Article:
For the last couple of years, the former PTA president had wanted to establish our school, El Crystal, as a charter school. We looked at the district policy but quickly decided that none of us had the time to invest in that endeavor. However, with closure on the near horizon, Vince (the former PTA President) and I sought school and community members to create a mini-task force to discuss and consider other alternatives. By June of 2012 we had a group of between ten and twelve regular participants that met every other Thursday over the summer to strategize a plan. Eventually, we settled on becoming a Magnet School for Science, Technology, Engineering, and Mathematics (STEM). Our site has been designated by the district as a Demonstration School for the Integration of Curriculum and Technology for the last four years, so this move seemed logical. The staff had considered this notion during the school year, so it met with their overwhelming support.

Creating a proposal

We created our Magnet School Proposal throughout the summer. Just before school began, four members of what the district soon labelled “the delegation” met with the superintendent and one board member to present our proposal. The delegation was asked to come back with answers to a number of questions posed during the meeting. The district asked that I as principal, should serve as the liaison to the parent group. We met one more time to offer our responses. Our proposal was put on the board agenda in October as a presentation item. The board voted to place our proposal as an action item for the upcoming November 14 board meeting.

Whether or not our proposal gains the needed wind to take flight is in the hands of the governing board. But what I want to share is the extraordinary relationships that were established within the parent group known as the delegation.  Ten regular participants composed the group:

  • Parent and former PTA President who is a property manager
  •  A nurse
  •  A real estate broker
  •  An architect from the community
  •  Manager of a major department store
  •  Director at a bio-medical company
  •  Self-employed illustrator and author
  •  A former parent and community activist
  •  Director of fundraising at a public television station in San Francisco
  •  Webmaster for a non-profit organization

A model of collaboration

I have been an administrator in public schools for almost 25 years. I have facilitated, met with, and participated in numerous parent groups including PTA, ELAC, School Site Councils, and special committees designated by the governing board. Those meetings are usually agendized, focused on support for a specific school or school system, and driven by interest or protocol. Folks can participate or just ‘sit on their hands’ and let others do the talking and decision-making.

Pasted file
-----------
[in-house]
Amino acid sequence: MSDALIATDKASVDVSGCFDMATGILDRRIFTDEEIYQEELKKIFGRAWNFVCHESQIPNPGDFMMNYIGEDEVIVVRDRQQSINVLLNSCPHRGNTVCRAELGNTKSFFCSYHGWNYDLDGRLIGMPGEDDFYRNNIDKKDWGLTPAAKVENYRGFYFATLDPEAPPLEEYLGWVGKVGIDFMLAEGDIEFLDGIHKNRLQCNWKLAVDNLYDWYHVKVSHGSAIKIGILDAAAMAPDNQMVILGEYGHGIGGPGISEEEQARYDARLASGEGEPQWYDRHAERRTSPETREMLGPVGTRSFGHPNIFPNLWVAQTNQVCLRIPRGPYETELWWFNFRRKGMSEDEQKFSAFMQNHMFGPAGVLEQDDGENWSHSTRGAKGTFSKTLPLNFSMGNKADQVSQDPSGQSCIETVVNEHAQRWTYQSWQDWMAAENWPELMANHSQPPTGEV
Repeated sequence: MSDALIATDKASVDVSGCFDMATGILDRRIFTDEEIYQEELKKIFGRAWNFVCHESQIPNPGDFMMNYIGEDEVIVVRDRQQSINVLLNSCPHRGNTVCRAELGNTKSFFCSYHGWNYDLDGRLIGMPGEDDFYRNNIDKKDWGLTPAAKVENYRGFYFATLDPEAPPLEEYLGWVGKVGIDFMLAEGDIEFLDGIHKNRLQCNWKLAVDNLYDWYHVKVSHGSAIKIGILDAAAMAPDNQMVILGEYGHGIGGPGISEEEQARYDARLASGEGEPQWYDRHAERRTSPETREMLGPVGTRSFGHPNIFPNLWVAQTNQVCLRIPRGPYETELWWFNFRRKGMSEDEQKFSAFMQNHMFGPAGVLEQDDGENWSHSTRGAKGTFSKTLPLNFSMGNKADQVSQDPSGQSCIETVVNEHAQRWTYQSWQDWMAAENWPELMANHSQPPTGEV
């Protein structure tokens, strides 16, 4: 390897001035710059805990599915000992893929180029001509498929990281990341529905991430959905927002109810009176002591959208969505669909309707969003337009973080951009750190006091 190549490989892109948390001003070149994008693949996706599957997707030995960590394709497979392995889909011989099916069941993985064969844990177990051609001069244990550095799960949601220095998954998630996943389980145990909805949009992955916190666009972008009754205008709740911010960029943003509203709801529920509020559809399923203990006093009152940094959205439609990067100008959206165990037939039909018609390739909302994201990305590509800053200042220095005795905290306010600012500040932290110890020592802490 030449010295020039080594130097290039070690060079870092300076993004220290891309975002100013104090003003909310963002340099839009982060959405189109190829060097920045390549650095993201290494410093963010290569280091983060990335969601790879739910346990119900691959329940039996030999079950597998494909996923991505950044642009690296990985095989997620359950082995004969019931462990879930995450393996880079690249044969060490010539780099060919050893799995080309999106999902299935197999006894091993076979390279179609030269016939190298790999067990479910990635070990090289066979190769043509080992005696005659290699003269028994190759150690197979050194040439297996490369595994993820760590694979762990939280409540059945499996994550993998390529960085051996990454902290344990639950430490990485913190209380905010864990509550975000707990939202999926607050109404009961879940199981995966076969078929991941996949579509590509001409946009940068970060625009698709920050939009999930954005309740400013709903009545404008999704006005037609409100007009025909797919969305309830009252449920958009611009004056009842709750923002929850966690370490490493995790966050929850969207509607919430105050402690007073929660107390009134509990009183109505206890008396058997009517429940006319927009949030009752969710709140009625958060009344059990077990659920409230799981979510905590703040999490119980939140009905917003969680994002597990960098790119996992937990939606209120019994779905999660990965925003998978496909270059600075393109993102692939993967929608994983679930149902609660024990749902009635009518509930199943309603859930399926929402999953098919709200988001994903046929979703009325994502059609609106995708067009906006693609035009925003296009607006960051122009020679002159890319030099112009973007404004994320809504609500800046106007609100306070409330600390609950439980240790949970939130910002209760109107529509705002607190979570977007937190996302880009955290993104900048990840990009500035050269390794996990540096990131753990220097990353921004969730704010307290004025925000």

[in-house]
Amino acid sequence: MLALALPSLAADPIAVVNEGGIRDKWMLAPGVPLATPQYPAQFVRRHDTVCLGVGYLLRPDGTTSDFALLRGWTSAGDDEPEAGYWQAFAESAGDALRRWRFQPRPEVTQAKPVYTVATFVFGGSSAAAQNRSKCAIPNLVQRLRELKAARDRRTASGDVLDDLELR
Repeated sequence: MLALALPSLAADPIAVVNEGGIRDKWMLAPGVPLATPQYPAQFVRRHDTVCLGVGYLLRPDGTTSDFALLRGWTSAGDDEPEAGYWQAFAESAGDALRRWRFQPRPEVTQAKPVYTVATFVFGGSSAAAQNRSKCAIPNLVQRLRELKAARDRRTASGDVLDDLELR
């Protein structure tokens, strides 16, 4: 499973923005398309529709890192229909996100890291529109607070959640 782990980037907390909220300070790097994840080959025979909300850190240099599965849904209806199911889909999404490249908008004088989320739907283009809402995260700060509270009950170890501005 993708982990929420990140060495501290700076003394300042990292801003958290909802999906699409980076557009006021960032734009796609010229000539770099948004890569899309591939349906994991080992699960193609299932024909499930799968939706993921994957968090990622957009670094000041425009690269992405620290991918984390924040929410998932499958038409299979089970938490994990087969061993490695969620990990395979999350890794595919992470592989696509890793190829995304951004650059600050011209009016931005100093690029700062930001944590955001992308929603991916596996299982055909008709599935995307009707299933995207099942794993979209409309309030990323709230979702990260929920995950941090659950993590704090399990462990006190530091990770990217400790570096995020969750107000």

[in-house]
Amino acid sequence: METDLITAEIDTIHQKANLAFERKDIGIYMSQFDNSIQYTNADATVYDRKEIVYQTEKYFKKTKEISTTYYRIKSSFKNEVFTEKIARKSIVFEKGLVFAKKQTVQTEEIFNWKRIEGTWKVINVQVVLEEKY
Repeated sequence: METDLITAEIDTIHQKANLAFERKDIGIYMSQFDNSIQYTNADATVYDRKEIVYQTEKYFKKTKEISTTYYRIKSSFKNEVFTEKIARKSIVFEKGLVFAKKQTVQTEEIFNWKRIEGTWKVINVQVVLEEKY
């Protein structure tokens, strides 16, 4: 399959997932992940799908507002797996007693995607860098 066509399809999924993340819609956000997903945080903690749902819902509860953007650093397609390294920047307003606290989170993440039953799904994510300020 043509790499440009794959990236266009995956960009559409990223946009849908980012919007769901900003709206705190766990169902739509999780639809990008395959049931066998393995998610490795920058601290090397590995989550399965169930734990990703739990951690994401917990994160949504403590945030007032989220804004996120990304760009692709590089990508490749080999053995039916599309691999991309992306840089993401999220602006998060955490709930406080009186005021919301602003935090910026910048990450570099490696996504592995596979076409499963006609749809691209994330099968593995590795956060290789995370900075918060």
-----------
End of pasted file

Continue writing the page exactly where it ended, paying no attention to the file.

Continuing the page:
The delegation turned out to be a much more intense, personal, and gratifying experience. The participants were open-minded, candid, task-driven, solution-oriented, focused, and respectful to the perspectives brought by each member. The STEM idea was offered by Vince and myself. The group took this notion as a great idea, did research away from the meeting, brought their individual experiences and perspectives into the discussions, read everything given to them, and asked driving and well-thought out questions.  In other words, they were the ideal collaborative group. They were a model for what any teacher would want to see students achieve at any level in any classroom learning any subject.

Invest time with parents in open-ended problem-solving

I said at a recent conference that every principal should figure out a way to invest time regularly with a group of parents and an open-ended problem to solve. From this experience I gained insight to how parents perceive my behavior as an individual and administrator, how they perceive the goals of our school, how they perceive classroom activities, and how they perceive the intended culture of the school. If you asked folks to give you this insight straight up, you would receive nothing. In many ways, these participants were the faces behind the survey questions you send out about your school. I learned that some people perceive me as sometimes too frank and honest, that I could be more tactful, and that there was tremendous respect for how we care for the students in our charge especially with the technology we offer throughout the curriculum. In the final analysis, I learned that collaboration is an essential condition at all levels if any system if it is going to function at its maximum.